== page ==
Retailers in Southern California already struggle to reach profit-margin goals in an area with an extremely high cost of living. Now a minimum wage increase likely will mean these professionals will have to charge more to maintain their margins.
In June, Los Angeles Mayor Eric Garcetti signed into law a measure to increase the minimum wage in Los Angeles’ incorporated areas to $15 per hour by 2020.
“[Wages] are an economic decision by the employer; you can’t mandate it by legislation,” said Bill Dombrowski, president/CEO of the California Retailers Association. “And this idea that we can affect poverty by legislation is just preposterous.”
The association has been working to educate the voting bodies on the effects of increased labor costs, including the possibility of decreased hiring, increased automation and the likelihood of discouraging new-store development in the city.
And, of course, prices likely will rise.
“Everything’s got to go up,” said Patrick Teel, president of Pools By You in the Granada Hills neighborhood of Los Angeles. “It’s just a simple matter of basic economics.”
Teel, who has owned his store since 1982 and sister company Pat’s Pool Service since 1975, has seen many minimum-wage increases. In such circumstances, maintaining profit margins often requires raising prices. “I hate to do it,” Teel said. “I hold back on price increases as much as I can. … You don’t want to hear your customers screaming all the time about how prices are getting too extreme, especially when we’re working with a lot of retirees who are on fixed incomes.”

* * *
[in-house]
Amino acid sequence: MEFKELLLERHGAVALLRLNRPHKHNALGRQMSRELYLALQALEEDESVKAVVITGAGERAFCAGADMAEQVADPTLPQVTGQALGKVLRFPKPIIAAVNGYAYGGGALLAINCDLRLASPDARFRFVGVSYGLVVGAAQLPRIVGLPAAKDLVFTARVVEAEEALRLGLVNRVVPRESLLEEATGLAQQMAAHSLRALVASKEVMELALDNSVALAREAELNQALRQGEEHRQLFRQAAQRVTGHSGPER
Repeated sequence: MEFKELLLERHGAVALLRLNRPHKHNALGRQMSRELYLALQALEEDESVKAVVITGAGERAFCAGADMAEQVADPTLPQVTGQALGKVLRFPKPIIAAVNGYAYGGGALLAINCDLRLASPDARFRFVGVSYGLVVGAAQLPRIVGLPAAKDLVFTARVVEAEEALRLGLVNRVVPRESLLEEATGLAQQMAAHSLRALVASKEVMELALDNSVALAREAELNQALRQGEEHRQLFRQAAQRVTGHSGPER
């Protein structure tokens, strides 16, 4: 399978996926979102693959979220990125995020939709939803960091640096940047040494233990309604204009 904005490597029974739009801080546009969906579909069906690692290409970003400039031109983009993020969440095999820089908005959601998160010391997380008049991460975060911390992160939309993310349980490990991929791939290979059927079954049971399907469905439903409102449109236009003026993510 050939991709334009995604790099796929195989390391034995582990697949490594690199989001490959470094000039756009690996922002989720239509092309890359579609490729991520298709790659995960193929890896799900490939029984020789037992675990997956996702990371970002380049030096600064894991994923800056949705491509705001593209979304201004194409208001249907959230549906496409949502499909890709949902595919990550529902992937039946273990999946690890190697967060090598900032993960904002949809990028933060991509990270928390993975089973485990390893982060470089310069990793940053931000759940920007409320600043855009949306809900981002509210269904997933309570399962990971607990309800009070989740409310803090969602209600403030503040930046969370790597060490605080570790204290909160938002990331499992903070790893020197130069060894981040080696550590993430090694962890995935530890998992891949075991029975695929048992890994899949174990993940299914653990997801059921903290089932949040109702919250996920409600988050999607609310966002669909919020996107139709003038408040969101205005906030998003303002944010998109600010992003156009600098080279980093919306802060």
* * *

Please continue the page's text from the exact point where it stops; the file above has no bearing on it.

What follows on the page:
California’s minimum wage rose to $9 on July 1, 2014, and it will increase to $10 on Jan. 1.
There’s been a national push for a $15 minimum wage, largely promoted by fast-food industry workers and others earning that level of pay. In 2014, Seattle became the first U.S. city to approve phasing in a $15-per-hour minimum wage — the highest in the nation — over the next several years, with exact timelines determined by the size of the business. San Francisco, another city with a high cost of living, approved a similar measure later that year, with the minimum wage rising to $15 per hour by 2018.
But Los Angeles, the second most populated U.S. city, is the largest to approve this measure.
The danger for pool and spa retailers, who often pay employees more than the minimum, is the ripple effect this increase will have on their overall pay.
“If you already have someone who’s at $15 an hour, and they’re a skilled laborer, and then you raise somebody who is not skilled to $15, you’re going to obviously have to raise the person who was at $15 to begin with because they’re not going to work for the same price as an unskilled person,” Teel said.
National chain stores are in a better position to manage the increase because they can absorb it across their entire bottom lines with very small adjustments. But stores with only a few locations will have more of a challenge.
“If you’re a small retailer in Los Angeles with just your revenues from Los Angeles, you are in a really tough economic bind right now,” Dombrowski said.
Also under debate in Southern California: A measure by the Los Angeles County Board of Supervisors to follow the city’s lead and incrementally raise the wage in unincorporated areas to $15 per hour.
That measure was slated for the board to vote on at its June 23 meeting, but was postponed for a month while the board reviews a report it commissioned examining a minimum-wage increase.
“Employers want to pay their employees the most they can,” Dombrowski said. “The economics dictate what that is going to be.”